Mimi Zeiger

Critic, editor, curator and instigator.

The Chicago Athletic Association excitedly welcomes Petra Bachmaier to discuss her dynamic collaborative art practice which has captivated the eyes and minds of Chicago and beyond. And Mimi Zeiger, a Los Angeles-based Critic, Editor, and Curator to moderate this conversation.

“For more than 10 years, Luftwerk have created art installations that merge elements of light and video with facets of architecture and design. Their 2010 commission to create a new media exhibit for the centennial celebration of Frank Lloyd Wright’s Robie House helped them discover a deeper resonance with architecture and pursue and a growing interest in how experiences of space and site are augmented through light and sound. With immersive works at sites such as Fallingwater, Mies van der Rohe’s Farnsworth House, Tampa’s Kiley Garden, Chicago’s Millennium Park, the Garfield Park Conservatory to name a few, their artwork blends history, architecture, and contemporary media to open new aesthetic conversations within public spaces. Projects to date have been featured in periodicals such as Architectural Record, Dwell, The Creators Project, design boom, and more. Recent awards include an Endorsement Award for Innovation from Surface Magazine, a Media Art Award from the National Endowment for the Arts (NEA), and featured projects honored by the American for the Arts Public Art Network (PAN). Petra Bachmaier, originally from Munich, works collaboratively with her partner Sean Gallero. The duo met during studies at SAIC and formed Luftwerk in 2007.” – David Zivan

It’s hard to believe that it was only last month that Robert Ivy, executive vice president and CEO of the American Institute of Architects (AIA), pledged the national organisation and its membership to working with president-elect Donald Trump.

Issued just days after the election, the tone-deaf timing of the obsequious memo provoked reactions from The Architecture Lobby, critic Michael Sorkin and Equity in Architecture (among others), who rejected the AIA’s stance as politically representative of professional architects. Read More …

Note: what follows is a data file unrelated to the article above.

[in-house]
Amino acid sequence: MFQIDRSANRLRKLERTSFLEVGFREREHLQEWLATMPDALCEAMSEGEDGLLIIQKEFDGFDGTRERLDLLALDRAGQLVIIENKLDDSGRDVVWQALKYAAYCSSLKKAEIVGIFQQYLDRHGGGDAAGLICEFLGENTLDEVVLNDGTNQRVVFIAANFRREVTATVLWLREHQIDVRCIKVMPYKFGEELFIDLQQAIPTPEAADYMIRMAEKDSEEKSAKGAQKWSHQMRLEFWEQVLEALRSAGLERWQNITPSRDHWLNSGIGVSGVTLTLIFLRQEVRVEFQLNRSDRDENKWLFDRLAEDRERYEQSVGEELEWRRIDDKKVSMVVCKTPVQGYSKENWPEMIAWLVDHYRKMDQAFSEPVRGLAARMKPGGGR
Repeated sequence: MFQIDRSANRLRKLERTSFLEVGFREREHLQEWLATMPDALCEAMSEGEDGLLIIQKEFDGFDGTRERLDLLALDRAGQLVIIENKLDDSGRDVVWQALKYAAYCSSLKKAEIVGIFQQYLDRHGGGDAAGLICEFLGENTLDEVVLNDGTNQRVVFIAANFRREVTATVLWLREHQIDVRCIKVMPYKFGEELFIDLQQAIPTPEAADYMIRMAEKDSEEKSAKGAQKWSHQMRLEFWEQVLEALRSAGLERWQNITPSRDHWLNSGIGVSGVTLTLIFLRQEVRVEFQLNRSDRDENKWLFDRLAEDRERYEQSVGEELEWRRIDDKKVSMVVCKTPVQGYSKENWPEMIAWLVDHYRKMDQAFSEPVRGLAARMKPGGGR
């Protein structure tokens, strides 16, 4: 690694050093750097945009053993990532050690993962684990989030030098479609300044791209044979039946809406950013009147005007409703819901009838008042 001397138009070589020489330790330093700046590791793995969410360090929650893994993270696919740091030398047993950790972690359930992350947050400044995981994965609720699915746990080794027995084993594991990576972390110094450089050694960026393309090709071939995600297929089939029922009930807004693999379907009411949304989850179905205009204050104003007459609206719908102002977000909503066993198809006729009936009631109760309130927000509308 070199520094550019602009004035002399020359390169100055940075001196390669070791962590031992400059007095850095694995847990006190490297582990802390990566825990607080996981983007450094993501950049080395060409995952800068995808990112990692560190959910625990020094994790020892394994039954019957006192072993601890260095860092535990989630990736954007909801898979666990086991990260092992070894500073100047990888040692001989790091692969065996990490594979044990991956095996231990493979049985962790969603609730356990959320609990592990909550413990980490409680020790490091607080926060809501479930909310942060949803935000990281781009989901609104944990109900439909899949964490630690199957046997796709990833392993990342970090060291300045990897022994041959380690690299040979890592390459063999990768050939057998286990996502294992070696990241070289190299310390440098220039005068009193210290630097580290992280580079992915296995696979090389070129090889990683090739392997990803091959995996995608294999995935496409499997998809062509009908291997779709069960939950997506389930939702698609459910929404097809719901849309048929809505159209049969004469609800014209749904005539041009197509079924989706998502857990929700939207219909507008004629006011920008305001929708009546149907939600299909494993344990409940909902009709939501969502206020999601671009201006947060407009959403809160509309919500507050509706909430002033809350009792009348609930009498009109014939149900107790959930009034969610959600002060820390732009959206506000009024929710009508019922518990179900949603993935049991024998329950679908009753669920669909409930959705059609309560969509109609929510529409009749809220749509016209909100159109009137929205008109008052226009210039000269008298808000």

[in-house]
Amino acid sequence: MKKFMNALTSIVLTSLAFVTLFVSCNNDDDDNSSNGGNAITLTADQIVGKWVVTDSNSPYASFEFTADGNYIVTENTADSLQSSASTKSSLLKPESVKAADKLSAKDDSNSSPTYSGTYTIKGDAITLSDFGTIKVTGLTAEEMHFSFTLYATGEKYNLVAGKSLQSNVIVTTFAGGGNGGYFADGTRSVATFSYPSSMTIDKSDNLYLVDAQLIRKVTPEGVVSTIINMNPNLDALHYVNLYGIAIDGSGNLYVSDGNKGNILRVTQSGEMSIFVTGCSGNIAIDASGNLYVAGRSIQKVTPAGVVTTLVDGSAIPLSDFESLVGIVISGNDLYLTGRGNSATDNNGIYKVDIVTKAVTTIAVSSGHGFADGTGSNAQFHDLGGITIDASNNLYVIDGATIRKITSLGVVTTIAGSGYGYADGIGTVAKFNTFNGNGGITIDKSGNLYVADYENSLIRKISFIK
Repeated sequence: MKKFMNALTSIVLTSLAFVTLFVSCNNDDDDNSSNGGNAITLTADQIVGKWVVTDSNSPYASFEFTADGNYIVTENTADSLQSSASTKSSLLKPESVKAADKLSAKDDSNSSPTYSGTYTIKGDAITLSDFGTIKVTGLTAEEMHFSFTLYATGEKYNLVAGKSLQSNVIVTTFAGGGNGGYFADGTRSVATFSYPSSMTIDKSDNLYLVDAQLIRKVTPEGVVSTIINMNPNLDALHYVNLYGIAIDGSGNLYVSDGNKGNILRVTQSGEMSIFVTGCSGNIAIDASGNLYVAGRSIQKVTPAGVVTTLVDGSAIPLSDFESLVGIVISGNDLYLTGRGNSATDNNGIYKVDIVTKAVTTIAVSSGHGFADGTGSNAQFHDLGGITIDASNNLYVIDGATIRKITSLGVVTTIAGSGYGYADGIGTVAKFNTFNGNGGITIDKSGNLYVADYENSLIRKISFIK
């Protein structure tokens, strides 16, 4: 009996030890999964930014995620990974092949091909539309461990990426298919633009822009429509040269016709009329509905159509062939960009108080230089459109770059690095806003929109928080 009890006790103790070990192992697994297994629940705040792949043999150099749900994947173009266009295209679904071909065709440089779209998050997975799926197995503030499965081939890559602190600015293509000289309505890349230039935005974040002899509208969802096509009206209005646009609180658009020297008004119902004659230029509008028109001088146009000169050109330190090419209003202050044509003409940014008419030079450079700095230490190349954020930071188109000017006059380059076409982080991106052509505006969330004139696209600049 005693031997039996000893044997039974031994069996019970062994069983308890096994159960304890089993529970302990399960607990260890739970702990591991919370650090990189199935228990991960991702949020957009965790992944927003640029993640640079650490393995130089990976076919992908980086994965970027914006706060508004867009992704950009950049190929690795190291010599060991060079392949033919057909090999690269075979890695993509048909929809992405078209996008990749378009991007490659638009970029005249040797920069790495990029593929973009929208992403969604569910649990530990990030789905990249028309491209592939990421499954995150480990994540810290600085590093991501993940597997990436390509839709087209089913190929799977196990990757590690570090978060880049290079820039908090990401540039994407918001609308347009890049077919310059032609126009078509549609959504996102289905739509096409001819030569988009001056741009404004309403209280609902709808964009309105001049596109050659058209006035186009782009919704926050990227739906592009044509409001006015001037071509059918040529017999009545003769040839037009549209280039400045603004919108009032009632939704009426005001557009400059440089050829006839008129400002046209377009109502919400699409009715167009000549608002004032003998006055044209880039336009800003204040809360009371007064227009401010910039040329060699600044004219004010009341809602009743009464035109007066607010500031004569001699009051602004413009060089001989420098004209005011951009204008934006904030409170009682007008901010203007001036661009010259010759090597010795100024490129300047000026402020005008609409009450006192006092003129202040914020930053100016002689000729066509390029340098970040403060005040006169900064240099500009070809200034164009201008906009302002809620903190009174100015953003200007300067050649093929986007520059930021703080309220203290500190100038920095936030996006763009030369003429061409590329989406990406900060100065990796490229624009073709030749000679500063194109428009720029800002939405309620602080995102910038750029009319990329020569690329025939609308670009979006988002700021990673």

When media artist Refik Anadol arrived at Los Angeles International Airport in 2012, the first thing he did was rent a car and drive to Walt Disney Concert Hall. Jet-lagged after his long flight from Istanbul, where he was born and was immersed from an early age in computing, cinema, and photography, he stood outside in awe. “I was dreaming of what would happen if this building was embedded with memories, intelligence, and culture,” says Anadol. Read More …

Security, immigration, and defense dominated our political rhetoric this presidential election season. But while Donald Trump argued for a wall between the United States and Mexico, an art exhibition installed at the Presidio, a former military post in San Francisco, calls attention to historic defensive landscapes and the impact of contemporary conflicts on individuals. Read More …

The Museum of Art, Architecture and Technology (MAAT), whose swooping form hugs the bank of the Tagus River in Lisbon, Portugal, welcomed 22,000 visitors on its opening day in early October. Designed by British architect Amanda Levete and commissioned by the EDP Foundation, the cultural wing of gas and electric corporation Energias de Portugal, the museum is the latest addition to the foundation’s historic campus, which includes the renovated Central Tejo power station, whose main building and old boiler and turbine halls have been converted into galleries and art spaces. Read More …

I admit it; I’ve retreated. In the midst of a scorching summer of bigotry and violence, where every day serves up another horror at home and abroad, I’ve taken to bed. I soothe myself with heavy doses of the genteel diversity pictured on The Great British Baking Show (or Bake Off in its homeland), where layers of pastry unify a country polarised by Brexit.